As the adventure progresses and we begin to meet the crew, Amina’s past literarily comes back to haunt her. Her last marriage was . . . well . . . a mistake. Her husband, presumed dead, is inconveniently back. Let’s just say he is a supernatural baddie with a vendetta, but circumstances are forcing Amina to travel with him. This oscillation between the present action and the past defines the book and is a little more jarring than the forward progression of City of Brass. The past holds the most intense moments here, and I often found myself more interested in the story of Amina meeting her ersatz husband than the forward action.

But everything changes once we get our backdrop, and the crew discovers who this mystery granddaughter is and why she has left. It seems that she hasn’t run away but has instead accidentally joined forces with a powerful sorcerer intent on the usual world domination, alongside some epic scenes of unnecessary carnage.

After we get past all the introductory floundering and the magic gets pumping, it’s mostly gold. We visit the kingdom of the Peris (a truly brilliant set of chapters), we get a few cameos of the krakens, we travel with a demon of chaos, and we confront an ancient artifact with the power of the moon.

But then, there is the silly side character of the granddaughter, who is an expert at all things old magic, yet is literarily surprised when the sorcerer uses dark magic designed to kill and steal life forces to . . . well . . . kill and steal life forces. Seriously? What else did she think he’d use them for? Cutting the line at Starbucks? Her explanation of thinking it was just “poetry” is beyond ridiculous. This is your magical expert? Get a refund, evil sorcerer dude. Use that 30-day money back guarantee.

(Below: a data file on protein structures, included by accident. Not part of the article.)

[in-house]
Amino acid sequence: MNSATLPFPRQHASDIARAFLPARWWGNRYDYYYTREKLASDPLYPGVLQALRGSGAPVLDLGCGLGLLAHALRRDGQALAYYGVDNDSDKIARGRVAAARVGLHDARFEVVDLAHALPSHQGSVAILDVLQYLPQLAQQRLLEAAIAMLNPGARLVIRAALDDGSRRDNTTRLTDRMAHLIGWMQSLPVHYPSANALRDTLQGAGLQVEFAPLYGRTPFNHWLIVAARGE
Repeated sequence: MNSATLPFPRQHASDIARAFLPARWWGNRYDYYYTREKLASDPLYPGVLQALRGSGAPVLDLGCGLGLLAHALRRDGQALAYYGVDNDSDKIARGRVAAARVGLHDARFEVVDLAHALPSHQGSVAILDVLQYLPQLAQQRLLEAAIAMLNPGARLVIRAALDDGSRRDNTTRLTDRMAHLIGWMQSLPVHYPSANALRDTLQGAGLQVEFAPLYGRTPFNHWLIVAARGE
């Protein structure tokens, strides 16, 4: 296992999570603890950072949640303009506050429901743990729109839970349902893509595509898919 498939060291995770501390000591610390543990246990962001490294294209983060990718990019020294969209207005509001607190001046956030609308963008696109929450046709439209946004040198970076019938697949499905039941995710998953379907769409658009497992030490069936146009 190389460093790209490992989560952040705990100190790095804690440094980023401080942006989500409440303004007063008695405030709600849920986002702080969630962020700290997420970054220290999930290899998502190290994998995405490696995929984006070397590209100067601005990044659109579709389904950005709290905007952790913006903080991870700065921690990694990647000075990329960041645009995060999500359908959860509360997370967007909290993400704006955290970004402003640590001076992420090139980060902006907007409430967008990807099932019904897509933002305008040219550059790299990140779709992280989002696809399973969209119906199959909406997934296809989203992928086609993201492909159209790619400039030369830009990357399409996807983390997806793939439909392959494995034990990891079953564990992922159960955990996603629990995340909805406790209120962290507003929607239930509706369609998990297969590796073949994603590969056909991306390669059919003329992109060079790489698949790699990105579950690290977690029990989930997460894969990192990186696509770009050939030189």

And then, we’re supposed to feel sorry for the granddaughter, who openly wants to transition to a man (something that seems unlikely for the time period), and so the author and the characters literarily forgive the swathes of people she “accidentally” kills. There is even a moment where Amina stops the action to honor the granddaughter’s potential desire for new pronouns . . . instead of asking her where TF the ancient magical evil stuff is hidden and making sure the villain can’t, you know, easily grab it and destroy the entire world while they have a heart-to-heart.  So – feeling that she was born into the wrong body and having an attraction to women makes it ok to, you know, literarily kill everyone in the world? To unleash unholy magic “accidentally.” And no one is mad about this, or about the many, many, many times they have to drop everything and risk their own lives to save her. Or about how totally careless she is with ancient evil magical artifacts. Really? And yet, these are big bad pirates who kill people for less? *ahem* logical flaw, logical flaw.

All in all, The Adventures of Amina Al-Sirafa is a great (if not perfect) start to a new series. It’s got all those lovely legends and magic blazing in fantastical colors. It’s got betrayals and complications, dangerous agreements and dastardly villains, supernatural lands and entities with ancient, inhuman agendas, and some pirating to boot! The characters aren’t fully there yet, and there are some odd moments of logical flaws in a story bolstered by fantasy and usually immune to such things, but this diamond, flawed as it is, still glitters fiercely in the hot Mediterranean sun. I’ll be back for the sequel.


– Frances Carden

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Frances Carden